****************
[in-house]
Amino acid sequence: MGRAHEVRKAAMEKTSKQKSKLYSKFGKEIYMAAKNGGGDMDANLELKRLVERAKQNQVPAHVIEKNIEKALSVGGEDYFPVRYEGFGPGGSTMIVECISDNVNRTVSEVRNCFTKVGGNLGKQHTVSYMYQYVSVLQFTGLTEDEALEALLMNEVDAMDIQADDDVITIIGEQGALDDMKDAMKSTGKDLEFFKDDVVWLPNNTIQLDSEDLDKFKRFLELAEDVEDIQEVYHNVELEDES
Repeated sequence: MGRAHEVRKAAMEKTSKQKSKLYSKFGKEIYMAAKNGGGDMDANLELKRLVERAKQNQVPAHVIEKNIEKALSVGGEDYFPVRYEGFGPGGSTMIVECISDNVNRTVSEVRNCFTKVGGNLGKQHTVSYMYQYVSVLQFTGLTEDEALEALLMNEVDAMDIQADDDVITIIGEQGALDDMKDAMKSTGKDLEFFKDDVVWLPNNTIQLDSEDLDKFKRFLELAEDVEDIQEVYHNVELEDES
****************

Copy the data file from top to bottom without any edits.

[in-house]
Amino acid sequence: MGRAHEVRKAAMEKTSKQKSKLYSKFGKEIYMAAKNGGGDMDANLELKRLVERAKQNQVPAHVIEKNIEKALSVGGEDYFPVRYEGFGPGGSTMIVECISDNVNRTVSEVRNCFTKVGGNLGKQHTVSYMYQYVSVLQFTGLTEDEALEALLMNEVDAMDIQADDDVITIIGEQGALDDMKDAMKSTGKDLEFFKDDVVWLPNNTIQLDSEDLDKFKRFLELAEDVEDIQEVYHNVELEDES
Repeated sequence: MGRAHEVRKAAMEKTSKQKSKLYSKFGKEIYMAAKNGGGDMDANLELKRLVERAKQNQVPAHVIEKNIEKALSVGGEDYFPVRYEGFGPGGSTMIVECISDNVNRTVSEVRNCFTKVGGNLGKQHTVSYMYQYVSVLQFTGLTEDEALEALLMNEVDAMDIQADDDVITIIGEQGALDDMKDAMKSTGKDLEFFKDDVVWLPNNTIQLDSEDLDKFKRFLELAEDVEDIQEVYHNVELEDES